Parking
This is one of those strange ones because, essentially, the meaning in Spanish is exactly the same, but the difference is in how the word is used. Generally speaking, ‘parking’ is a verb. E.G. ‘I am parking the car.’ If you’re in an English-speaking country, however, you may see a sign saying ‘parking’. So, parking can be used as a noun but, for us, it’s uncountable. ‘Parking’ refers to ‘space available where you can park’ – not the name of the actual facility. This is either a ‘car park’ or ‘parking lot’ (‘parking’ here is an adjective), depending on whether you are in UK/Ireland or the United States, etc. What you will never find is ‘a parking’ or the ‘un parking’, as it is in Spanish.

Un examen tipo test
This is more a loanword that has been incorporated into a phrase. For an English speaker, even with some Spanish, it’s quite a confusing sentence. It’s not to say that ‘exam’ and ‘test’ are exactly the same in English. An exam is usually official and the result carries weight*, whereas a test is used to see how much knowledge you’ve gained up to a certain point in a subject. The ‘unexamen tipo test’, as used in Spanish, would be called a ‘multiple-choice test’ in English.
Loanwords are a fun part of language, but they can cause a lot of confusion when you’re trying to learn a new one. Simply being aware of them can help make conversations clearer. So, the next time you’re talking to someone in English (or Spanish if you’re an English native), remember, just because you’re using as word from their language, it doesn’t mean they will necessarily understand you!

Glossary

In and out of style : The fashion changes

Paving stones: Tiles for outside

Carry weight: Is important

Artículo anteriorLa siesta
Artículo siguienteLa siesta
- Advertisement -

Más Noticias

Dejar respuesta

Please enter your comment!
Please enter your name here

Últimas noticias

Katie Lou Samuelson ya ejerce como jugadora perfumera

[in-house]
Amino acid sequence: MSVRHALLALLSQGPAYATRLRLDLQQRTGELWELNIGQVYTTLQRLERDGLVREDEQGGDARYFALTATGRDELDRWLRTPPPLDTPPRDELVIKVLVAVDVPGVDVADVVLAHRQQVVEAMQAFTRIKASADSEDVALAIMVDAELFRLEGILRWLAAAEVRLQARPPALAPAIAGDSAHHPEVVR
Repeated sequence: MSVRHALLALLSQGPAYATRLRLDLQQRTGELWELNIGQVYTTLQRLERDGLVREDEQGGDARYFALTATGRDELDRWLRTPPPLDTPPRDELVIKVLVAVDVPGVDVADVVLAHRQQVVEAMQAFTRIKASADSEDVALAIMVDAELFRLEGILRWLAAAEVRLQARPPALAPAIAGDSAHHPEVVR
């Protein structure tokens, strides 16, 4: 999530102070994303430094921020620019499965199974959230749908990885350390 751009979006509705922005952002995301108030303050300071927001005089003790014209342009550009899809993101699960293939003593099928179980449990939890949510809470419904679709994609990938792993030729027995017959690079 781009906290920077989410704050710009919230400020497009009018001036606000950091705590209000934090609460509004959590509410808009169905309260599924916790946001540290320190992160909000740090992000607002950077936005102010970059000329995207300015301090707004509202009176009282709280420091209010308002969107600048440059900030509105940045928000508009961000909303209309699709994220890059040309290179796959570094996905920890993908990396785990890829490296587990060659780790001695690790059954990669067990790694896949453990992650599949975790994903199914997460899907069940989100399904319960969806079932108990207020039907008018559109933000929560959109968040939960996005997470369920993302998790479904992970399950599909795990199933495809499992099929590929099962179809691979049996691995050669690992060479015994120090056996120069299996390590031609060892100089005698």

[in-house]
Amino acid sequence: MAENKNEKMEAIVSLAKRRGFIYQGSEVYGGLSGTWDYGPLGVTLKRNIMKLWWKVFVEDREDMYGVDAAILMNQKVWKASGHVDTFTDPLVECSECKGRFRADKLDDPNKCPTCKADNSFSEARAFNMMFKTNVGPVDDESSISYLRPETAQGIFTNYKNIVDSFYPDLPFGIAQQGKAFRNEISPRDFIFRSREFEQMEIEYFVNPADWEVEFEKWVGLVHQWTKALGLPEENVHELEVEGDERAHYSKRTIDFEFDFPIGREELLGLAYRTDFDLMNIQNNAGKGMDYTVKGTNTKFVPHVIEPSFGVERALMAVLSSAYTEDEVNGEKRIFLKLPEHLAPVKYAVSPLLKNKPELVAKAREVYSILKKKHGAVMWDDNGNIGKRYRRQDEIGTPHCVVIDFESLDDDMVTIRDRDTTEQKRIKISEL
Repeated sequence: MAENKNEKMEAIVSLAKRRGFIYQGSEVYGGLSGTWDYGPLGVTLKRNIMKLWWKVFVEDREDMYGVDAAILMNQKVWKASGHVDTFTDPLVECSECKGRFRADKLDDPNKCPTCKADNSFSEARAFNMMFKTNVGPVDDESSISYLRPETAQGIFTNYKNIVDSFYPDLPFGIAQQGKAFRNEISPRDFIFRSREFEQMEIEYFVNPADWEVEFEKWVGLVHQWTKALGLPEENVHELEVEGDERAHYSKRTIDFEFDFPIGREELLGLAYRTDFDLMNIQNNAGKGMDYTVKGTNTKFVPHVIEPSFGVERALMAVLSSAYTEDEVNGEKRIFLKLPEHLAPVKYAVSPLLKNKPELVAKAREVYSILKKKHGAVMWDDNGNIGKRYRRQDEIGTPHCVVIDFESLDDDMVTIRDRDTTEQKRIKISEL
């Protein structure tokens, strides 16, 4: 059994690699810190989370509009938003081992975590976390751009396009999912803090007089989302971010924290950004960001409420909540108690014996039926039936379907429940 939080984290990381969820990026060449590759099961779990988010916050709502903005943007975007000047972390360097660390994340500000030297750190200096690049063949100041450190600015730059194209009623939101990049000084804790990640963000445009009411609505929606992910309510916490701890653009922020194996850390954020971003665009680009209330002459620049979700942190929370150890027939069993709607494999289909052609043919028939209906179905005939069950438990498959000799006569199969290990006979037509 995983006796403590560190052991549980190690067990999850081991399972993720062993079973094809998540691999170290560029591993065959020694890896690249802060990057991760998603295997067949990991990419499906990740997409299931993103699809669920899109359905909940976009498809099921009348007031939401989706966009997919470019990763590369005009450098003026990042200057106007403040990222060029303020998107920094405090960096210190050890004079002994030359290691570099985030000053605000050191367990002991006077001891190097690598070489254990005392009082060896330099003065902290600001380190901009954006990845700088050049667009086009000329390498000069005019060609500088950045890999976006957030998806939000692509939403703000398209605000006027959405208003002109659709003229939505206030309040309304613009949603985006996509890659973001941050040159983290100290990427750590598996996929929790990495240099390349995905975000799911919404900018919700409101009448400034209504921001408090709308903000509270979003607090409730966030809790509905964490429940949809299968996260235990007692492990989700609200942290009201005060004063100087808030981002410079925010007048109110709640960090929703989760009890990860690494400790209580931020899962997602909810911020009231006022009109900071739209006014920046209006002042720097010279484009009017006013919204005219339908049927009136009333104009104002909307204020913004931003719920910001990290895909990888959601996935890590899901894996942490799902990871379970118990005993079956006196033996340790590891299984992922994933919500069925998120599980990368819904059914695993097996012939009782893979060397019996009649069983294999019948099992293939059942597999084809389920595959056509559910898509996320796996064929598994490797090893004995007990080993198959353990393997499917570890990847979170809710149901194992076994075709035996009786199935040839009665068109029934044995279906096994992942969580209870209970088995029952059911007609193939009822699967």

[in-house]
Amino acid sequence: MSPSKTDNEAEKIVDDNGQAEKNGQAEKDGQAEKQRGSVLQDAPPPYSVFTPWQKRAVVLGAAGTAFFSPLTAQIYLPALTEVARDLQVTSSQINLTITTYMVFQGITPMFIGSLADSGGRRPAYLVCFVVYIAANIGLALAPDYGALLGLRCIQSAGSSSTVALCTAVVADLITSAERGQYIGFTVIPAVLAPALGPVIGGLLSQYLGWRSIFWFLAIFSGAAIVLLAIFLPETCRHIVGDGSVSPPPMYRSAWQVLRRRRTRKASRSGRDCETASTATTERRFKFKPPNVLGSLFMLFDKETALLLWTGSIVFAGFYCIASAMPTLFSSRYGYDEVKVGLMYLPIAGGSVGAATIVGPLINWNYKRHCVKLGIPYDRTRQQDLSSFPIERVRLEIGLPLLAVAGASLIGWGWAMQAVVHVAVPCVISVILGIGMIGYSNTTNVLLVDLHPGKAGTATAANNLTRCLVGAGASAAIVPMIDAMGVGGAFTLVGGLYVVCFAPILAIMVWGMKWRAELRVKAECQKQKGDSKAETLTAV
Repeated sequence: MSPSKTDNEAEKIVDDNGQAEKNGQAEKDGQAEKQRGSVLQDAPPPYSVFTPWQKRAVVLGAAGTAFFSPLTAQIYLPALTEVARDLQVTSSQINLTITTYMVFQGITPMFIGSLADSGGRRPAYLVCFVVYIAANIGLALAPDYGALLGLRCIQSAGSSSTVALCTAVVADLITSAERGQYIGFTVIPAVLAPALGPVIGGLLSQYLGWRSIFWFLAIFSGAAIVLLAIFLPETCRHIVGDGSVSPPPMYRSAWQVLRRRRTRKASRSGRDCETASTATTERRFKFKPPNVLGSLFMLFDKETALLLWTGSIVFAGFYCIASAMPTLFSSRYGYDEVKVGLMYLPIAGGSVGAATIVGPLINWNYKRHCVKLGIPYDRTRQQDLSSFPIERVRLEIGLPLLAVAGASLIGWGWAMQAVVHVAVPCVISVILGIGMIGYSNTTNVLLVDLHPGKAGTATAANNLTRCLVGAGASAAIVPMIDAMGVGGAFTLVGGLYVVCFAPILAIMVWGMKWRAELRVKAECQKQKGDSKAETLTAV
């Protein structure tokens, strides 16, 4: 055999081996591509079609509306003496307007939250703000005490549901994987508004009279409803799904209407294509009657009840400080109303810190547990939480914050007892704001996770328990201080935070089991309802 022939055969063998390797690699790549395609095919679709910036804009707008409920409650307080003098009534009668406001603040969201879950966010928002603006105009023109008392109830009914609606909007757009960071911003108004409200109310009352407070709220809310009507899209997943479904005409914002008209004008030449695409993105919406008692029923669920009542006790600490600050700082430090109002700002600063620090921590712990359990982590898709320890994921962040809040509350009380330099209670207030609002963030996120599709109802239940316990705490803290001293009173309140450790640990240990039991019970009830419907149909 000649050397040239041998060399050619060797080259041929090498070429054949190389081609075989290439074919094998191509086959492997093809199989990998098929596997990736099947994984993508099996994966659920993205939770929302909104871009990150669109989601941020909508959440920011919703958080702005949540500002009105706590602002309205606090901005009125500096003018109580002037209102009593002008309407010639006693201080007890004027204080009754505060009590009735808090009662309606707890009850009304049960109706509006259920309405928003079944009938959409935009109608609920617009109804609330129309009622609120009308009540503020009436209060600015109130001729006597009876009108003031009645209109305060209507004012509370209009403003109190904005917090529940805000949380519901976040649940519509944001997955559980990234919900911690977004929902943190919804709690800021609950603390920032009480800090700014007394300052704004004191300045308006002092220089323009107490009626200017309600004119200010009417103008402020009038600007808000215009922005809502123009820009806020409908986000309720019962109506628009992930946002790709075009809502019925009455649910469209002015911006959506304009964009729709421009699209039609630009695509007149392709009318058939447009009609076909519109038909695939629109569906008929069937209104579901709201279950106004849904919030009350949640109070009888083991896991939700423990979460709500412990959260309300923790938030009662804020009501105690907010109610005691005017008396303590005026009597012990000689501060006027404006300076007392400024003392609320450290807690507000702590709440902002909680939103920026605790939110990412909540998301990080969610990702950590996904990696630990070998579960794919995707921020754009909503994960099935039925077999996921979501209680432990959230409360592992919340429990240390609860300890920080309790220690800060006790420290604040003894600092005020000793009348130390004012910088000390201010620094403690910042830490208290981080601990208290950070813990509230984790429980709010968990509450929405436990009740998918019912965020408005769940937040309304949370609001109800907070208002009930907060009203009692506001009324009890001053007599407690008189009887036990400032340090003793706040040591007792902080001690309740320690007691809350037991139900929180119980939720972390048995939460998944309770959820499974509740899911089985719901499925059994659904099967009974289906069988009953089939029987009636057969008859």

Perfumerías Avenida ha sumado este martes una nueva pieza al grupo. Tras dar negativo en la prueba PCR, Katie Lou Samuelson ha pisado por...

Un aula del colegio San Estanislao de Kostka, nuevo grupo en cuarentena en la ciudad

Los positivos por PCR detectados en miembros de la comunidad educativa obligan a la Consejería de Educación a cerrar una nueva aula...

Henry Warrington

La canción de las 18:32. Yo, por quedarme en Galicia, mato y hasta me declaro culpable. Lo hago, aunque tenga que compartir algo de...

El Peñaranda no puede con el Valladolid de División de Honor

El Peñaranda ha caído este martes ante el Real Valladolid de División de Honor en un nuevo amistoso de pretemporada. El conjunto morado no...

Nono baja de categoría para recalar en el Ribert

Tras muchos meses de espera y numerosas despedidas, poco a poco se va dilucidando la plantilla que tendrá el Ribert la próxima temporada, para...

Uso de cookies

De conformidad, tras la entrada en vigor de la Ley 9/2014 General de Telecomunicaciones y su afectación en el artículo 22 de la Ley de Servicios de la Sociedad de la Información y Comercio Electrónico, la presente Página Web recaba cookies de navegación -pequeños archivos que contienen una serie de caracteres que se envían a su explorador desde el servidor de un sitio web-, propias y de terceros, con la finalidad de recabar información de entrada o identificación de usuarios; reproducción y carga de formularios y/o plug-in de contenido; publicitarias; estadísticas; entre otras.

ACEPTAR
Aviso de cookies